Fifty Shades of Special Orders

Josie Leavitt - March 14, 2012

It started happening Sunday afternoon. We were getting calls from women wondering if we were carrying the book Fifty Shades of Grey. I’m not sure how many women read the New York Times article about the supposedly erotic novel that’s sweeping the nation. I was thankful for that article, because I at least knew what folks were talking about. What they wanted to know was: when was I getting the book? Well, of course right now the book ┬áis impossible to get. Random House bought the trilogy for a whopping seven-figure deal. That amount alone tells me this book is going to fly off the shelf, because of the marketing money they’ll put towards it. It’s not coming out until April 3rd, and people are counting the days.
But then I started to think about the book and the nature of living in a small town. Would folks feel comfortable coming to our small, very personal bookstore and getting a sexually explicit book from us? Judging by the special orders we’ve taken in the last three days, I’d have to say yes. Of course we are talking it up because there hasn’t been the kind of book before: a book that has been dubbed “mommy porn” and that has entered the mainstream with such fanfare. We certainly aren’t going to judge any customer for wanting the book. The great thing is the book doesn’t have a bare chested man on the cover. It’s just a tie. So, it doesn’t look like “that kind of book.” The buzz is fantastic, and there is an almost triumphant sense that it’s about time for this kind of book to be readily available for women to read. Men who want erotica have things to read in magazines that are available everywhere. Women who want to read erotica have to search a little harder. To have an erotic book be at the local bookstore, one that doesn’t generally sell erotica, could be a very liberating experience.
We have already ordered 15 copies of each of the trilogy, and I know that’s not going to be enough. It’s been really fun to talk about the book with customers who’ve heard about it. The only thing that’s difficult for us is we haven’t read the book yet, but all of us at the store have vowed to “take one for the team” and read it so we can more knowledgeably talk about it with our customers.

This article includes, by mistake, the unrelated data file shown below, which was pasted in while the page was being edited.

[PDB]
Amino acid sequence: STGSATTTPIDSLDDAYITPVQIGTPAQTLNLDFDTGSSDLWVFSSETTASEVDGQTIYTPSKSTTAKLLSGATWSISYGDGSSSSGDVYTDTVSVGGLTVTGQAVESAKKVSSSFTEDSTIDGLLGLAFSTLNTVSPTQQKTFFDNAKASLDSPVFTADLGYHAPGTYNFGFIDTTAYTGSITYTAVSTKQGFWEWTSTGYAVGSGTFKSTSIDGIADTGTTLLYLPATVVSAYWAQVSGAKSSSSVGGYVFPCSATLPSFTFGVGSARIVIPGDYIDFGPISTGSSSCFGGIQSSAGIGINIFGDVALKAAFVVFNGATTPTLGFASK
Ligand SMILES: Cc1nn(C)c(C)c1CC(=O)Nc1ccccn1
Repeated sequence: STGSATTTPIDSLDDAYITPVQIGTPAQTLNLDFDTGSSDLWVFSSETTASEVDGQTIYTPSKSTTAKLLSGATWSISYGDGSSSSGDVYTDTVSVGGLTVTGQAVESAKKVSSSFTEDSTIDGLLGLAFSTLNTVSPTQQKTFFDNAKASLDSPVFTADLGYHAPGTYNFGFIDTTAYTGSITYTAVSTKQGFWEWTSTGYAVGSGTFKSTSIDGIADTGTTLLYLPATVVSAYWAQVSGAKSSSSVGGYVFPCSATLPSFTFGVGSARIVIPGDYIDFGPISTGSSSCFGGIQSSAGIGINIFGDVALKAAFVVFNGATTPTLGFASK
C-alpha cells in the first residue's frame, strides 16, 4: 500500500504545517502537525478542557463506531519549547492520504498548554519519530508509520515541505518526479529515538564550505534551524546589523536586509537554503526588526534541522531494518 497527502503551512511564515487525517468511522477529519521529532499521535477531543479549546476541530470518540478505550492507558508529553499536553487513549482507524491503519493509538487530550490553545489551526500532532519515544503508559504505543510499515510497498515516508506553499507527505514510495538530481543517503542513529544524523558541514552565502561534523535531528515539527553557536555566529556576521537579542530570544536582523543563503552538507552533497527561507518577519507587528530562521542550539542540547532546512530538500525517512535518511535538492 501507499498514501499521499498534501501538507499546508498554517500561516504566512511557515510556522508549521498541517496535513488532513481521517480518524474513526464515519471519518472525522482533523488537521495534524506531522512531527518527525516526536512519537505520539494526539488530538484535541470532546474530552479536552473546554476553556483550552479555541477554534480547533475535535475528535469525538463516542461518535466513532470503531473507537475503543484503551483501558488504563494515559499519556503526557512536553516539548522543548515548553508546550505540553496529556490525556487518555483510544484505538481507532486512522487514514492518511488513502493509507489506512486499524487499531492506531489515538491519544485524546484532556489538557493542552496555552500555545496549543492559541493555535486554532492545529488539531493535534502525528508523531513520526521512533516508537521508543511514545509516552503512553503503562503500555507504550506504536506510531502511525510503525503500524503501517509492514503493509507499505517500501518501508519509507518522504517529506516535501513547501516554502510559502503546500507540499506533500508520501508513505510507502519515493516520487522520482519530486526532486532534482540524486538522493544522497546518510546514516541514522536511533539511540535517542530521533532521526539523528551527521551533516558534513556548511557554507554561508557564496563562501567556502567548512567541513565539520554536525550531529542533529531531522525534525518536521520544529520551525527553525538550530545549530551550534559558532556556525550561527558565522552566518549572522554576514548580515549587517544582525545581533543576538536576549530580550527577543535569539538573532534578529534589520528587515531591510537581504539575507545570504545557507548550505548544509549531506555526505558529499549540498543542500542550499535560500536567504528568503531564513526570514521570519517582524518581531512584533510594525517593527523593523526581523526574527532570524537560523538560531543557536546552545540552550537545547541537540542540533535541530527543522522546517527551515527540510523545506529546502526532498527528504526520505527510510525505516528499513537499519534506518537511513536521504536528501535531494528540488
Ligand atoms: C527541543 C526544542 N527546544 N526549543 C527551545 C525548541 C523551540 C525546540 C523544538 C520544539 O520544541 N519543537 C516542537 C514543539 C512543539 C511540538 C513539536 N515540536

One thing that I know is going to be loads of fun with this book is the array of mangled titles and descriptions we’ll see. I can hear them now: Fifty Colors of Grey, Five Grey Ties, Shades of Something, The Tie Book, You know, that book, etc.
I cannot wait.

4 thoughts on “Fifty Shades of Special Orders

  1. Carrie

    This series has to be the best series I have ever read. It’s not JUST Mommy porn, there is a real story to be discovered. It’s more than sex. There is love, self-discovery, pain, trust, loyalty and forgiveness in this story. It’s a very raw, emotional read and I think small, hole in the wall books stores AND larger chains would be doing a huge disservice by NOT stocking this series on their shelves. Kudos to the Author, E.L. James for bringing this story to us.

  2. Kitti

    And after the customers are done mangling it, along will come the copycats! They’ll probably use every mangling you’ve written here, plus some.

  3. SJ

    Maybe the next new trend – it’ll be interesting to watch.
    Maybe this time the morning shows will get their act together (referencing a truly awful Today show spot a few weeks ago that featured criticism from a “book club,” where one of the members admitted to not reading a book in something like 8 years. And Dr. Drew was the “expert” who hadn’t read the book but could of course talk on the validity of women’s sexual fantasies. WHAT A JOKE.)
    If I hear “mommy porn” thrown around in the media over this any more than I have, I’m going to lose it. What an offensive sexist label to trivialize women’s sexuality.

  4. Jennifer

    So far we’ve bought 44 copies of the first book for my county library system and have, as of now, 225 people on the waiting list. (PW alerted me to this title before it became hot here – thanks, gang! – so we at least had some copies in before demand went through the roof.) Two weeks ago we had 75 people waiting. We have book groups reading it. Patrons are excited about the series and eager to get it after all the publicity, but at the moment the libraries that did buy it by early January are pretty much the only source for print if they want it NOW. I expect people to drop off our wait list when April arrives and you have it on your shelves.
    BTW, we noticed yesterday we have six holds in our ebook collection for Jasper Fforde’s Shades of Grey, which hasn’t circulated much in hard copy since 2009…


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